Q.1 . Read the text carefully . What did Mahatma Gandhi mean when he said satyagraha is active resistance ? [ Activity , Page no . 31 ]
Ans . What Gandhiji meant by about satyagraha being an active resistance was that it requires a lot of soul force activity . It involves very great sacrifices to be made , which can be done only by strong – willed persons . It requires resistance to oppression without using any force . The idea of satyagraha emphasised the power of truth and the need to search for truth . It suggested that if the cause was true , if the struggle was against injustice , then physical force was not necessary to fight the oppressor . Without seeking vengeance or being aggressive , a satyagrahi could win the battle through nonviolence .
This could be done by appealing to the conscience of the oppressor . People – including the oppressors – had to be persuaded to see the truth , instead of being forced to accept truth through the use of violence . By this struggle , truth was bound to ultimately win .
Q. 2. If you were a peasant in Uttar Pradesh in 1920 , how would you have responded to Gandhiji’s call for Swaraj ? Give reasons for your response . [ Activity , Page no . 35 ]
Ans . I would have responded by participating in the peasant’s movement by demanding reduction of revenue and abolition of begar also . I would have socially boycotted the oppressive landlords . As a peasant , this would have been my way of responding to the Gandhi’s call for swaraj .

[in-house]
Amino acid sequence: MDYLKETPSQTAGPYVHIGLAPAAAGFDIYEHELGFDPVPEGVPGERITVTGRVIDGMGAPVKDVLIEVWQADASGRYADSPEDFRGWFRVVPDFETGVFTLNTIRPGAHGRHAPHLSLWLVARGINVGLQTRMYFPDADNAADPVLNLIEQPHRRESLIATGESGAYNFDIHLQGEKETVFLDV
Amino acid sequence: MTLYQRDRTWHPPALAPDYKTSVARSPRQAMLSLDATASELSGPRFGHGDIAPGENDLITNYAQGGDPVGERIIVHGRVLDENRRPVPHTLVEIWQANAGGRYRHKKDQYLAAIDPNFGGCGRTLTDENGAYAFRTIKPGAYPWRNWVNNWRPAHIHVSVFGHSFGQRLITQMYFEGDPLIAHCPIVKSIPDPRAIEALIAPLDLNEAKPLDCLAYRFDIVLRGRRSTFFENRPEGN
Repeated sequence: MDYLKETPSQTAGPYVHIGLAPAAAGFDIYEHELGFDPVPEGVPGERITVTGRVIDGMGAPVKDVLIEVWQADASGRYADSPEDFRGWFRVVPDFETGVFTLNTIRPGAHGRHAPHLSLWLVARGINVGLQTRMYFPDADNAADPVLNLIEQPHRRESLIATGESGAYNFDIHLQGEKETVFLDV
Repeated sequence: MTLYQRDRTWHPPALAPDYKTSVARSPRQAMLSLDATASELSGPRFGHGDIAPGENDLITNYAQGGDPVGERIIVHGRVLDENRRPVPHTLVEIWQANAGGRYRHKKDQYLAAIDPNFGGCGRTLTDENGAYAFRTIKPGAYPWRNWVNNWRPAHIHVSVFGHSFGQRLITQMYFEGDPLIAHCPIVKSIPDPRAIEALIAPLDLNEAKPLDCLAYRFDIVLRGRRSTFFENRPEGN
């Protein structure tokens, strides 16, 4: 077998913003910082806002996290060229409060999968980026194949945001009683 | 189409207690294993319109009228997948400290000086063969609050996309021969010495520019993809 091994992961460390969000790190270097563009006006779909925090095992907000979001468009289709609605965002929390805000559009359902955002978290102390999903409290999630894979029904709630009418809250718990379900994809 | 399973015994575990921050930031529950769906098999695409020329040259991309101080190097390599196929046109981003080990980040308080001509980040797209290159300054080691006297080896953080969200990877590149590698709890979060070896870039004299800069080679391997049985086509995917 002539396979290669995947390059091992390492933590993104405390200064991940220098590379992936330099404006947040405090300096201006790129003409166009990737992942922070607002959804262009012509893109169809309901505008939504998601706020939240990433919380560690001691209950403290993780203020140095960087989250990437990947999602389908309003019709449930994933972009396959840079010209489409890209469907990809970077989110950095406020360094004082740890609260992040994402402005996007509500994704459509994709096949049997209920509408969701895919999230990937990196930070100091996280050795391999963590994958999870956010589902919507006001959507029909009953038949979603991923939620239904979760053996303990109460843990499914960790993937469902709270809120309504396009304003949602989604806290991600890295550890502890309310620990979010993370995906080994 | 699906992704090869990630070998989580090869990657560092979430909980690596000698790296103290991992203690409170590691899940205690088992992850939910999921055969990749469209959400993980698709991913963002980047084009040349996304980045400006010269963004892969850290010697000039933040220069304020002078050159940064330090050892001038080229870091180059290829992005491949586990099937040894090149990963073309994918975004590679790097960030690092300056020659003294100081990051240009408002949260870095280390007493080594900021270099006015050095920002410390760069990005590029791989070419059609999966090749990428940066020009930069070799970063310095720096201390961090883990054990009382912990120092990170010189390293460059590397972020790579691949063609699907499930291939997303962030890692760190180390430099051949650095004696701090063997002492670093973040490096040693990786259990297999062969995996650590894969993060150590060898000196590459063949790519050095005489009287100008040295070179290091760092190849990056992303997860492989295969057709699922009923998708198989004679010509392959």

Q. 3. Find out about other participants in the National Movement who were captured and put to death by the British . Can you think of a similar example from the national movement in Indo – China . [ Activity , Page no . 36 ]
Ans . Participants in the national movement who were captured and put to death by Britishers were – Bhagat Singh , Sukhdev , Rajguru , Chandra Shekhar Azad , Lala Lajpat Rai , Khudiram Bose , Madan Lal Dhingra .
Q.4 . Why did various classes and groups of Indians participate in the Civil Disobedience Movement ? [ Discuss , Page no . 45 ]
Ans . Covered in NCERT Exercise Questions .
Q. 5. Read the Source D carefully . Do you agree with Iqbal’s idea of communalism ? Can you define communalism in a different way ? [ Discuss , page no . 45 ]
Ans . No , I do not agree with Iqbal’s idea of communalism . He believed that it is the quest of the community to develop on its own lines . He believed the religion is the basis on which thinking and behaviour are based . He felt that religion gives a person a common culture and literature . He believed in the concept that Hindus and Muslims should exist as separate entities in India . This line of thinking encouraged separatism and ultimately led to the partition of the country .
We nowadays , understand communalism as having negative connotation i.e. , it is understood as conflict between people of two religions which can often lead to violence .
Activity ( Page no . 48 )
Q. 6. Look at Figs . 12 and 14. Do you think these images will appeal to all castes and communities ? Explain your views briefly .
Ans . These images are of Hindu goddesses , so it will certainly appeal to Hindus but not to other caste and communities . India is inhabited by people from various communities and castes and they may have objections to these images . Since India is a secular country so an image which is loved by all the people would have been better .